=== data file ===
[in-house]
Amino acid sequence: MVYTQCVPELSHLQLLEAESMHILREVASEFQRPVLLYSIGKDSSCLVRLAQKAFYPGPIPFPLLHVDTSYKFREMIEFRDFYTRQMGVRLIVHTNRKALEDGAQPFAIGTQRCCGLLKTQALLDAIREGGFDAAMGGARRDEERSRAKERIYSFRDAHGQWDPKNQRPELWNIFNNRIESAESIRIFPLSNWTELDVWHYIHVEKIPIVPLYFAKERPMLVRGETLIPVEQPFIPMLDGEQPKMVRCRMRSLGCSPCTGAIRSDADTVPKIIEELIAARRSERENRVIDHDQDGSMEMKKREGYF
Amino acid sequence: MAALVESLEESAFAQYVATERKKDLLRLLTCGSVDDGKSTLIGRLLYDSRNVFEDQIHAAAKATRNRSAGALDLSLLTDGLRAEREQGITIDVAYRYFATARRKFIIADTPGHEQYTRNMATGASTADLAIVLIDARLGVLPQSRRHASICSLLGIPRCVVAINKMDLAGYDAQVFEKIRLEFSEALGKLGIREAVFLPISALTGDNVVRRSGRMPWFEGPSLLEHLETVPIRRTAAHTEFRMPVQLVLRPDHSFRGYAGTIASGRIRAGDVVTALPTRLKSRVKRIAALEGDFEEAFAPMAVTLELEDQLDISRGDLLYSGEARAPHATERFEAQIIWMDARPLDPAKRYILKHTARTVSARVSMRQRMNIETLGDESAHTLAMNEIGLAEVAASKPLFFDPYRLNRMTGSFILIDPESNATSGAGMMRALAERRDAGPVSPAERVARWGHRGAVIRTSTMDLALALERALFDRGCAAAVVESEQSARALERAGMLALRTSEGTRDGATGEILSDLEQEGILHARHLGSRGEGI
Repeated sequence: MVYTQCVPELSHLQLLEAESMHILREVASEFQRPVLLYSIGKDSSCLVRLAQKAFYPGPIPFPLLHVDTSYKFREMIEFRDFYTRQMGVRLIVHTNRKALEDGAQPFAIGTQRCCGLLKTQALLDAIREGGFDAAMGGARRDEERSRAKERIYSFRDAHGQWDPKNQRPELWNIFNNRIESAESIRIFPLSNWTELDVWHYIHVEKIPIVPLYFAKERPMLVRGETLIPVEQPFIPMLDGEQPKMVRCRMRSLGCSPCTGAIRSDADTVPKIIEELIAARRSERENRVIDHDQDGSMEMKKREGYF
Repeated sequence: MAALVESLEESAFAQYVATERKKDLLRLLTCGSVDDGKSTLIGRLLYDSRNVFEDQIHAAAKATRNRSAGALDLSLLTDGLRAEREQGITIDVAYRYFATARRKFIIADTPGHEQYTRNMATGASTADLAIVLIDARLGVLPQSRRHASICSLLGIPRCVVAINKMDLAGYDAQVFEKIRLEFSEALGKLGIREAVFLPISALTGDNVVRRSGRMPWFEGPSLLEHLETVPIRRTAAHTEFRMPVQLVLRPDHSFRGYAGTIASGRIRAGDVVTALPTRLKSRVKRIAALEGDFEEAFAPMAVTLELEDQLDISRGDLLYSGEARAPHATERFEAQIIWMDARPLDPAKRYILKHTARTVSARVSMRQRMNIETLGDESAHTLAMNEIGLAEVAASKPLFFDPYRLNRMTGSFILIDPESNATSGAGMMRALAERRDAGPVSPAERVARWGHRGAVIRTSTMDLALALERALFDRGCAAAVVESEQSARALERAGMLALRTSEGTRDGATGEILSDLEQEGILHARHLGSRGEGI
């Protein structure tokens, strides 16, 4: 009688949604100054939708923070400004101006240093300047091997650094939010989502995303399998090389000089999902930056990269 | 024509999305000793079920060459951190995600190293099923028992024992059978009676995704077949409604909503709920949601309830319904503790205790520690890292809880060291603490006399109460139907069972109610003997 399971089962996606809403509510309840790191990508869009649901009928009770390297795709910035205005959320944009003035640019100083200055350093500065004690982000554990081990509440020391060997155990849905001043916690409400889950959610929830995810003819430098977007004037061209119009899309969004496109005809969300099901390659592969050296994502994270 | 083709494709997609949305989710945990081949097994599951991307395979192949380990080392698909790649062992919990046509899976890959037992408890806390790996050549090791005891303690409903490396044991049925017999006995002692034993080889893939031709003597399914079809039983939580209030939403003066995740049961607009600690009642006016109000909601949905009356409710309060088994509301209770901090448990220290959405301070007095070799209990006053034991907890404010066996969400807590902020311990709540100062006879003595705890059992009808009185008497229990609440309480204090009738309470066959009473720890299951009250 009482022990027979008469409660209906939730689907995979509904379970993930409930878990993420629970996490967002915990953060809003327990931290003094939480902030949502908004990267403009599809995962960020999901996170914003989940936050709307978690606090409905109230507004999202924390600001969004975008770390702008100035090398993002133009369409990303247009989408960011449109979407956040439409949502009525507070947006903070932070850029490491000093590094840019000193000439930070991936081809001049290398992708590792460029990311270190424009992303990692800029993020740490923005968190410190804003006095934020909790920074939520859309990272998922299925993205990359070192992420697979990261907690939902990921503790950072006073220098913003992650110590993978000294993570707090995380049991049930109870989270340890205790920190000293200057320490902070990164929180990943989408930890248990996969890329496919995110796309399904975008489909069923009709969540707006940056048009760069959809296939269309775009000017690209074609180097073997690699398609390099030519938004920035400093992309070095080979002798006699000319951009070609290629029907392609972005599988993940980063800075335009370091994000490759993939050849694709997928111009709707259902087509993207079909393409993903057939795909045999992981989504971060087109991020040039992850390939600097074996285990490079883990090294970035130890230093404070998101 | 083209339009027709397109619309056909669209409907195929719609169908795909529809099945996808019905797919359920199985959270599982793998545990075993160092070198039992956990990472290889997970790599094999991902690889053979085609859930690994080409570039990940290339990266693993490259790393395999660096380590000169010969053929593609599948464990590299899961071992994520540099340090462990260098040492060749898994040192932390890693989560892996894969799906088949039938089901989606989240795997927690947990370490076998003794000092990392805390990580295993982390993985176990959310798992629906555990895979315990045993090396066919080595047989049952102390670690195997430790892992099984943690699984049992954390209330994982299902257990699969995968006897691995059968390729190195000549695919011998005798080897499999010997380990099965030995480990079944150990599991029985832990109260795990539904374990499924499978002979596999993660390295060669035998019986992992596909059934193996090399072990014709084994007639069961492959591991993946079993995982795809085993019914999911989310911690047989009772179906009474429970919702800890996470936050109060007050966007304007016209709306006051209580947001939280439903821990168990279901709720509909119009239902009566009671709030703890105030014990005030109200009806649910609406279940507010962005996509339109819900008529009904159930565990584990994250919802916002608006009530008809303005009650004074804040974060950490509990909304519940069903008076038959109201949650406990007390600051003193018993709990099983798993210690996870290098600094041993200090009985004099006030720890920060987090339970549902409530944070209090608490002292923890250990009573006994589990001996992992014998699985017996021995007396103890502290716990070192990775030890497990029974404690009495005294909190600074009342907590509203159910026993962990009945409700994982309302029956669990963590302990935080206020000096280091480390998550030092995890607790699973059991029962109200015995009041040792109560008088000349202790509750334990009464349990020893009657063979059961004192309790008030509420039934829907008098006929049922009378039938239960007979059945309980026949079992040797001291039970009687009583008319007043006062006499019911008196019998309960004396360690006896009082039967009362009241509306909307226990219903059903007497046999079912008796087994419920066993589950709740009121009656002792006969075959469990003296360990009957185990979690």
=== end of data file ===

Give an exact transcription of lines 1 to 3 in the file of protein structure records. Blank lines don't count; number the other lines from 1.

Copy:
[in-house]
Amino acid sequence: MVYTQCVPELSHLQLLEAESMHILREVASEFQRPVLLYSIGKDSSCLVRLAQKAFYPGPIPFPLLHVDTSYKFREMIEFRDFYTRQMGVRLIVHTNRKALEDGAQPFAIGTQRCCGLLKTQALLDAIREGGFDAAMGGARRDEERSRAKERIYSFRDAHGQWDPKNQRPELWNIFNNRIESAESIRIFPLSNWTELDVWHYIHVEKIPIVPLYFAKERPMLVRGETLIPVEQPFIPMLDGEQPKMVRCRMRSLGCSPCTGAIRSDADTVPKIIEELIAARRSERENRVIDHDQDGSMEMKKREGYF
Amino acid sequence: MAALVESLEESAFAQYVATERKKDLLRLLTCGSVDDGKSTLIGRLLYDSRNVFEDQIHAAAKATRNRSAGALDLSLLTDGLRAEREQGITIDVAYRYFATARRKFIIADTPGHEQYTRNMATGASTADLAIVLIDARLGVLPQSRRHASICSLLGIPRCVVAINKMDLAGYDAQVFEKIRLEFSEALGKLGIREAVFLPISALTGDNVVRRSGRMPWFEGPSLLEHLETVPIRRTAAHTEFRMPVQLVLRPDHSFRGYAGTIASGRIRAGDVVTALPTRLKSRVKRIAALEGDFEEAFAPMAVTLELEDQLDISRGDLLYSGEARAPHATERFEAQIIWMDARPLDPAKRYILKHTARTVSARVSMRQRMNIETLGDESAHTLAMNEIGLAEVAASKPLFFDPYRLNRMTGSFILIDPESNATSGAGMMRALAERRDAGPVSPAERVARWGHRGAVIRTSTMDLALALERALFDRGCAAAVVESEQSARALERAGMLALRTSEGTRDGATGEILSDLEQEGILHARHLGSRGEGI